Skip to content

R&V In the Word: Bless the Work of Your Hands

Image: Juliane Liebermann

Read Deuteronomy 2:1-13 NIV

The Lord your God has blessed you in all the work of your hands. He has watched over your journey through this vast wilderness. These forty years the Lord your God has been with you, and you have not lacked anything.

Deuteronomy 2:7 NIV

The other day, I was sitting with a group of younger women, talking about the mundane drudgery of parenting little ones. They are in the thick of it right now—if their children aren’t in diapers, they recently transitioned to potty training. If they’re done with potty training, they are in the season of endless loads of laundry, constant restocking of the cupboards, afterschool homework, and bedtime routines.

The monotony of these young years can feel so purposeless.

All we’re doing, Lord, is feeding bellies so they can be emptied again, cleaning clothes so they can be worn and washed again, bathing bodies so they can be dirtied again. The days are so full and so busy, but at the end of them, after the children have finally fallen asleep, what is there to show for it? 

The same mundane work will be there again for us tomorrow, and the day after that, and the day after that.

The Israelites could relate to that same sense of directionless busyness. They wandered around the desert for forty years—forty years—waiting for something more to happen. 

In that vast wilderness, the Lord fed them and made sure they stayed hydrated. He gave them the shelter and provisions they needed. Above all, he never left them. 

“You have not lacked anything.”

These days of childrearing are days of wilderness, but that does not mean they are meaningless.

God used the wilderness to build a foundation of trust and security in the next generation of Israelites. The last generation—those who remembered Egypt—knew trauma, terror, slavery, and brokenness. Maybe their trust in God had been shattered by their past experiences. Maybe the road they walked out of Egypt, paved as it was by God’s miraculous presence, was still not enough to convince them that this was a God they could trust.

But this new generation, every need they could possibly have was met, for as long as they could remember, by a God who loved them and never left them.

That security, that foundation, that safety net God spent forty years weaving underneath them made it possible for men like Joshua to lead a new generation who understood what it meant to rely on the love of the Lord to guide them. Secure and provided for, they could build other skills, like leadership, resilience, ingenuity, creativity, and courage, to cross over into the Promised Land.

This work in the wilderness of young parenting can feel like wandering around the same desert for days, weeks, and years, doing the same thing over and over again. 

But mother, but father, you are weaving together a net of safety, security, and love for your children. 

You are meeting their essential needs and making it possible for them to realize their fullest potential.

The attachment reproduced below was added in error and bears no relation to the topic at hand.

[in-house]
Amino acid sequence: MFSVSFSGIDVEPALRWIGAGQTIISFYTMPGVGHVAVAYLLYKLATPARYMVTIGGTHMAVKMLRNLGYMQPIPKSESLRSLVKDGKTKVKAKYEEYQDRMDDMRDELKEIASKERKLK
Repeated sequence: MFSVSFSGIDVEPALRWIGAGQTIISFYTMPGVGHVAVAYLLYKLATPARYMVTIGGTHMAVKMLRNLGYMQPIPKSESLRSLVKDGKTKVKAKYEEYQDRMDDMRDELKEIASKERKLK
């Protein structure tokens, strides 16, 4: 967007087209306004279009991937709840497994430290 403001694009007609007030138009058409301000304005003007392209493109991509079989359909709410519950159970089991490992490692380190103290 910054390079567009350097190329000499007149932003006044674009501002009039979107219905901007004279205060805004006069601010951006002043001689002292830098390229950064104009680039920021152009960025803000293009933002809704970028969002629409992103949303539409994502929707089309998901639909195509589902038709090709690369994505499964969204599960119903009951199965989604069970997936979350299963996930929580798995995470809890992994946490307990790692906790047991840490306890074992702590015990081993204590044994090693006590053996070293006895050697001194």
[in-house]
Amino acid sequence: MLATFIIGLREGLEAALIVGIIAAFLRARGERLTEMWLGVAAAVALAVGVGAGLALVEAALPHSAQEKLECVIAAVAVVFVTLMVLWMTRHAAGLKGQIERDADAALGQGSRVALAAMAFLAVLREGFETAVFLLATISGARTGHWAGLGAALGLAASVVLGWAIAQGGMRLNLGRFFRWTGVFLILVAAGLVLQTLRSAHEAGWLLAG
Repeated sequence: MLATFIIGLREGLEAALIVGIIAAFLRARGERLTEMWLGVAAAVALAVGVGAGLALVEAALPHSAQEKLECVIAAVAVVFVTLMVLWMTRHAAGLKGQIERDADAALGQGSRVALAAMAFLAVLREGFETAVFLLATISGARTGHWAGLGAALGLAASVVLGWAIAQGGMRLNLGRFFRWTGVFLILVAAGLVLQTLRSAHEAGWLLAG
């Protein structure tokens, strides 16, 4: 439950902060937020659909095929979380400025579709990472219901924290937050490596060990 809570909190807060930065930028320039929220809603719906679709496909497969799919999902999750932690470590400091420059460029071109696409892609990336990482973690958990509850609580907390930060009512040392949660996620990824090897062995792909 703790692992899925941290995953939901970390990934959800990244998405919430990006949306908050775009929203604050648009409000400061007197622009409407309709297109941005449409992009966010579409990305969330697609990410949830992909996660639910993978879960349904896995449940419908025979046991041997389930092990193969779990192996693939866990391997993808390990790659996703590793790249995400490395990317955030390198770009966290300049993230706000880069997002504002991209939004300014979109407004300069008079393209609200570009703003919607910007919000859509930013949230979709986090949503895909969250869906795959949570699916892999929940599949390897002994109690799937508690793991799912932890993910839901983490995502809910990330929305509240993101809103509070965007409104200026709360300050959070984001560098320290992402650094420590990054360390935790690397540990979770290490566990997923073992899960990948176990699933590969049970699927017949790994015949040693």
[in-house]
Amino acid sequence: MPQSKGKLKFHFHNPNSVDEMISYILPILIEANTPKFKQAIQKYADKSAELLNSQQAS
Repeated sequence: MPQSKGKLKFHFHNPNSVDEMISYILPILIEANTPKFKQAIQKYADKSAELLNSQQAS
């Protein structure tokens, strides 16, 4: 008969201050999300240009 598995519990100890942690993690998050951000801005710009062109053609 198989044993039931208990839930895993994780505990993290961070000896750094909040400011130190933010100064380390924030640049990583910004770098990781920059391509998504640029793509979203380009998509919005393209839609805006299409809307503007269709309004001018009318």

Because of you, they don’t have to worry about whether they will eat today. They don’t have to worry about where they will sleep tonight. They don’t have to think about whether they smell or if their clothes are dirty or what the other kids are saying about them.

This work is not rewarding in the moment—after all, you’re going to have to do it all over again tomorrow—but when we’re given this long view from the Lord, who walked with and cared for his people for 40 long years in order for them to be prepared for their future—we can glimpse the reward for our children on the other side. 

All of this ordinary work leads to extraordinary trust, extraordinary security, extraordinary courage, and extraordinary confidence to lean into what God has called your little people to do next. 

And you weaved that net.

Points of Reflection

  1. What mundane tasks are you performing each day that can feel purposeless?
  2. How might you be able to invite God into that drudgery?

For the Kids

  1. What are some things your parent does for you everyday that you don’t even think about?
  2. What are some ways God has provided what you and your family needs?


There are families in your community that, for whatever reason, struggle to meet the essential needs of their loved ones. Research the local charities, food banks, community gardens, and social service organizations to find out what needs they are striving to meet right now to see how you can extend your reach, beyond the needs of your family (which are super important!) and into the homes and lives of “the least of these.” 


When I think about the hidden effect of poverty and hunger in America, I often think about my friend Sonja Livingston’s beautiful memoir, Ghostbread, which was published back in 2010. There are lots of books about poverty and hunger in America, with lots of ideas about how to solve it, but this is a memoir that makes those theoretical words personal, giving insight into the very real and complex impact poverty and hunger can have on a singular life.

Share on Social

Back To Top